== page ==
Arts & Entertainment
3 min

Very strictly ballroom

Paul Lafleur to dance his way through Outgames

LEADING OR FOLLOWING? In same-sex dance competition the lead switches between partners. The constant switching is said to make each of them better dancers in both roles. Credit: (Pat Croteau)

When Paul Lafleur thinks of gay athletics, it’s not hockey or volleyball that first comes to mind. His sport is dance sport, or more specifically ballroom dancing. And he’ll be competing in it in Montreal’s Outgames.

“There’s actually two sections: Latin section and ballroom,” Lafleur explains. “Ballroom is the category that we’re in, and we have to dance slow waltz, tango and quick-step. If you get better, then you would have to dance foxtrot, and if you’re really, really good, then you would have to dance Viennese Waltz, but that’s only the higher levels. If you were competing in Latin, you would have to dance jive, cha-cha and either rumba or samba in the beginning levels, and as you get better you would have to dance Paso Doble, which is like the matador with the cape.”

Who knew?

The Outgames runs competitions in International style, rather than Social or “American” style. That’s because International is more exacting. And while the Outgames mostly features same-sex pairings, there is room for opposite-sex pairings as well.

Finding a venue for same-sex dance couples to compete in is difficult — there is nothing in North America, and last year Lafleur and his partner, Blake Proudfoot, went to Utrecht in the Netherlands to compete in the EuroGames as a trial run for the Outgames.

“Because we’re not European, we had to wait until the registration closed, and if there was still room they’d accept us,” Lafleur says. “We did it, and we had a ball — no pun intended. I’ve been to straight ballroom dance competitions, and they’re wonderful and everything, but there seems to be a lot of competition between participants, but at the EuroGames everyone was wishing us well, even competitors were cheering us on, and it was so wonderful to have all this support.”

The EuroGames also opened Lafleur’s eyes a little to some of the realities of the rest of the world. “Some people came and competed from countries where if they were caught practicing, they would have been sent to jail. It was amazing to see them dance, and realized how lucky we are in Canada with human rights, and not everyone has those options.”

Given the strict rules facing dance competitors, you can’t help but wonder how a same-sex pairing is different on a technical scale. As it turns out, the different rules go beyond costuming, where men are still required to wear suit and pants, but the women have more latitude to wear what they like. The biggest difference is that in order to get more points, the couple will often switch from the lead to follow mid-dance, which is a fairly tricky manoeuvre. It’s even more complicated when dancing ballroom (rather than Latin), because in ballroom the couple is always touching, whereas in Latin they dance further apart.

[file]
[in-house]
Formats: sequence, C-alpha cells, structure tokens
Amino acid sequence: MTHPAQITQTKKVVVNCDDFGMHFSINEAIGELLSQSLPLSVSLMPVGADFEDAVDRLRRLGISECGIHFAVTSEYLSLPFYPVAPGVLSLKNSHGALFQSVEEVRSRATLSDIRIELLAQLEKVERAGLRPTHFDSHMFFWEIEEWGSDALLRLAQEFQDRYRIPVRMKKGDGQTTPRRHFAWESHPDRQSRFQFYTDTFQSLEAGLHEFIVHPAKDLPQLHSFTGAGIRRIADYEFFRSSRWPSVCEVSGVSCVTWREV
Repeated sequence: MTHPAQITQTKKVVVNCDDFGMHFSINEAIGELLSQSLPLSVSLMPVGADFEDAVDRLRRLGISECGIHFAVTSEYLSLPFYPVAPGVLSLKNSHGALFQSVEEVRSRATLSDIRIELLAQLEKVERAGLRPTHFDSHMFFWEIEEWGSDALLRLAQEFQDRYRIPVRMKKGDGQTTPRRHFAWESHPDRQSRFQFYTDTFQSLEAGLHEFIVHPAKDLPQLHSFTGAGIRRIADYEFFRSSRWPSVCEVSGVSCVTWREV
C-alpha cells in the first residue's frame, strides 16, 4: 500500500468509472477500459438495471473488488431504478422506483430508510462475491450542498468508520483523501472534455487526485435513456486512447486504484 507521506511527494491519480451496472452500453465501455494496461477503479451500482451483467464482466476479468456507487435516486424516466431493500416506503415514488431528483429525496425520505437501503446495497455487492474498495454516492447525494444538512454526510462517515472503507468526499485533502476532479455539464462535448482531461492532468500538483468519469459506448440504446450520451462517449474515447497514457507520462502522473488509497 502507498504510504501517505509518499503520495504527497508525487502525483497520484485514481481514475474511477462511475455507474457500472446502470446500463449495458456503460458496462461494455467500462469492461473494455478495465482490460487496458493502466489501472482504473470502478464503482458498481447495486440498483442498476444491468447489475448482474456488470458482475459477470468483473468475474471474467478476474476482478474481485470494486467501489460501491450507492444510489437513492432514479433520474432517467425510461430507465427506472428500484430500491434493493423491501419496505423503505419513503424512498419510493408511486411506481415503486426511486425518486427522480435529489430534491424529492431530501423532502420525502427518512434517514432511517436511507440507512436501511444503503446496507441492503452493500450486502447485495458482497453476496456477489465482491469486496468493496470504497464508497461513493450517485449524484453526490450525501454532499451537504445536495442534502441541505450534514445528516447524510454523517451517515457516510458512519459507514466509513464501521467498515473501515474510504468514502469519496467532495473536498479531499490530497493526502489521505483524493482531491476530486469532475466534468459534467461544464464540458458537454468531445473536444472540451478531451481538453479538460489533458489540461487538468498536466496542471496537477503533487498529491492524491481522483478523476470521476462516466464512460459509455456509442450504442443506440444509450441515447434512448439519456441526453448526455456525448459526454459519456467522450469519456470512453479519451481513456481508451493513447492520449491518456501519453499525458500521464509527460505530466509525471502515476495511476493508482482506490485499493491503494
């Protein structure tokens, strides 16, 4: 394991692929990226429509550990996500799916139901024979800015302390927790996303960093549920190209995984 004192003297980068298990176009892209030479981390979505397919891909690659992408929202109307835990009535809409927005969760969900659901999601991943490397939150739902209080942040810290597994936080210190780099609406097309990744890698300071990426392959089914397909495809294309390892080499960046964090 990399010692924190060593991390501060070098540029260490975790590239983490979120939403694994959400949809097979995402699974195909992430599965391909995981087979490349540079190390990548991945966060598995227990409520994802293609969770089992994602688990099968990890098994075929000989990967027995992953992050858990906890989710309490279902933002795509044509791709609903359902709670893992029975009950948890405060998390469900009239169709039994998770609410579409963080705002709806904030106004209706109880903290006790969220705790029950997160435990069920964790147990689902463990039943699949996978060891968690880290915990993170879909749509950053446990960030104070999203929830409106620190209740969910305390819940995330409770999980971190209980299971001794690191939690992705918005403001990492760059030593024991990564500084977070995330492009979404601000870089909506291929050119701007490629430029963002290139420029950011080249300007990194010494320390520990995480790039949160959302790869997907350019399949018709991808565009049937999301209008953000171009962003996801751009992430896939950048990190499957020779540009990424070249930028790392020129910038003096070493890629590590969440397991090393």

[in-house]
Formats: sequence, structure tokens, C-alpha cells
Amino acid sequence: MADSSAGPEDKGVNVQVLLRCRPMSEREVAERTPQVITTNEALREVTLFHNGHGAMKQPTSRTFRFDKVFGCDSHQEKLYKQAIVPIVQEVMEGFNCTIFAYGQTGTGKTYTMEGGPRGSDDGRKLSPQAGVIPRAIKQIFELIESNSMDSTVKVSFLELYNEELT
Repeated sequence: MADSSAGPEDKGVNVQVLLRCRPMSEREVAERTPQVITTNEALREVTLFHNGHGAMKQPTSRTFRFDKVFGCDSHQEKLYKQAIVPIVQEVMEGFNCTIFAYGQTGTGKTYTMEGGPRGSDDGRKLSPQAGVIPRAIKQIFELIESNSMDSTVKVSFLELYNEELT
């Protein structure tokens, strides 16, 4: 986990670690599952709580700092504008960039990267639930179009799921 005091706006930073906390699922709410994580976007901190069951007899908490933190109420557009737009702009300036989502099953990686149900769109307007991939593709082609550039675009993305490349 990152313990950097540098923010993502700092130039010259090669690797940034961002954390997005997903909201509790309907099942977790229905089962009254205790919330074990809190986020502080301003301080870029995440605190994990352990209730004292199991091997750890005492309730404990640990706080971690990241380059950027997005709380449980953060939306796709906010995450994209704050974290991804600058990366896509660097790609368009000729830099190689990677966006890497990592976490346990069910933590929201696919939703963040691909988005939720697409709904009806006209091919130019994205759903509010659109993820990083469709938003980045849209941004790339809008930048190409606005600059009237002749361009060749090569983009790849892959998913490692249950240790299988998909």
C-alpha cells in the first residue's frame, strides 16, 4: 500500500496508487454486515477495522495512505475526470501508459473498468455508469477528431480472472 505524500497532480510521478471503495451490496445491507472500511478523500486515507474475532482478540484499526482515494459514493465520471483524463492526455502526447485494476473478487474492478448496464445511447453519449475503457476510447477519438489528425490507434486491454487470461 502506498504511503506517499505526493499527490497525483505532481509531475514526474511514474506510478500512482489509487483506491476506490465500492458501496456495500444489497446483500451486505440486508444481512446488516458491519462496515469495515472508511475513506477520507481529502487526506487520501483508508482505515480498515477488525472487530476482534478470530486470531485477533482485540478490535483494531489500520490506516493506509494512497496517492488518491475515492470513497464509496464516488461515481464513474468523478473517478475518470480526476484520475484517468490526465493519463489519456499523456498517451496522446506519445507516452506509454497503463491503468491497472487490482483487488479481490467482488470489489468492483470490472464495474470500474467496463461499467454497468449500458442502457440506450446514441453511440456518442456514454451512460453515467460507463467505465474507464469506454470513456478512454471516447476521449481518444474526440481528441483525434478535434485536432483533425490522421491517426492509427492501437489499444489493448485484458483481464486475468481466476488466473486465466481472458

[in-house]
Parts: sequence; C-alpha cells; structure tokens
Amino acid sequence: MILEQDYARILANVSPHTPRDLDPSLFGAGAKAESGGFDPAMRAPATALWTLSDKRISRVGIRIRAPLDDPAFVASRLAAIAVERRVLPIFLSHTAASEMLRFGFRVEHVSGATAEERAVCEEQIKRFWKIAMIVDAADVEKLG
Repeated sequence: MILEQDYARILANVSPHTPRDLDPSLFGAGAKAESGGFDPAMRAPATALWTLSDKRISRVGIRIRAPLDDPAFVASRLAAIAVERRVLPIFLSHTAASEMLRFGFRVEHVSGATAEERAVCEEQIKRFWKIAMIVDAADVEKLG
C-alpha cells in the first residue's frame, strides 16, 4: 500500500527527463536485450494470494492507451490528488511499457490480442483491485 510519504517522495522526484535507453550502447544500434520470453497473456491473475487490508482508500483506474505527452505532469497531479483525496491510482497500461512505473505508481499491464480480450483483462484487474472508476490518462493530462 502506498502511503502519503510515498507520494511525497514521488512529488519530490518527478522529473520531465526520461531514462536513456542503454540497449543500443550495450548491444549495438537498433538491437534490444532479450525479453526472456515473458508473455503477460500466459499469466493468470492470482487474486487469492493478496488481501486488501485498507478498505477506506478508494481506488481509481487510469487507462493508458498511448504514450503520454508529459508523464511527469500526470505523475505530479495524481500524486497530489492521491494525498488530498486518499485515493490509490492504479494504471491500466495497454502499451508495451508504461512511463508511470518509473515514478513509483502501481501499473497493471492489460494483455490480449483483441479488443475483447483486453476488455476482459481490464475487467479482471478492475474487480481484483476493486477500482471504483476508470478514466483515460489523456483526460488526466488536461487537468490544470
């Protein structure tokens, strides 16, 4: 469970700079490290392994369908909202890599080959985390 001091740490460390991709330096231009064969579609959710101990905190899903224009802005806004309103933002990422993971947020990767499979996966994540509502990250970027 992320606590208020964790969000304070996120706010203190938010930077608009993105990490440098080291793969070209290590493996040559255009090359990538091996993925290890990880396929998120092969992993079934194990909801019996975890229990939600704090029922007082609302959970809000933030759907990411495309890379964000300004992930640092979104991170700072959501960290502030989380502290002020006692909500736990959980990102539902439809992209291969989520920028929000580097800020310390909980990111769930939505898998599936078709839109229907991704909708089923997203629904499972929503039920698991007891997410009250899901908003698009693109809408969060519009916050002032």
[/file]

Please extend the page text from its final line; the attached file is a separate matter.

“When you’re leading, your posture is quite erect and you’re basically in charge and the follow[er] must follow whatever the lead does,” Lafleur explains. “When you switch, all of a sudden you become a follow and the follow tends to sit a little to the right of the lead, so they’re kind of hooked there on the side. The posture has to change when you switch back and forth like that, but not only posture but all of a sudden you’re not leading anymore, so you have to listen to your partner and follow.”

That change requires a kind of psychological adjustment. “The problem is often the lead keeps leading even when they’re following — we call it ‘back-leading’ — and it’s a big no-no,” Lafleur says. “It’s difficult because it’s a whole other mindset.”

One outcome of switching leads is that it can make both partners better dancers. “Because we have to dance both roles, all of a sudden it becomes like walking a mile in your partner’s shoes, literally. You go ‘oh, isn’t that neat — if you don’t give me a leading shoulder, I can’t turn,’ or whatever, so the light goes on.”

Lafleur started dancing on and off since he was about 16, but got away from it in university. About 10 years ago, he wanted to get back into it, but had since come out and dancing with women didn’t seem as appealing. With no outlet available in Ottawa, he organized his own gay and lesbian dance group, which has been active for a decade.

Nearly 200 couples will compete in Montreal, most of them from outside the country. “Europeans learn to dance as soon as they can walk,” Lafleur says. “It’s a horrible disadvantage we have. But we’ll give them a run for their money!”

Lafleur and Proudfoot will be competing in the Over 40 category, but have also been allowed to compete in the Under 40 this year as well. And once Montreal is over, they fully plan on competing in next year’s EuroGames in Antwerp, Belgium.

And for those who think that ballroom is strictly for the blue-rinse crowd, Lafleur has this to say: “I challenge anyone to keep up in a jive, which is like a triple swing, or even a quick-step.”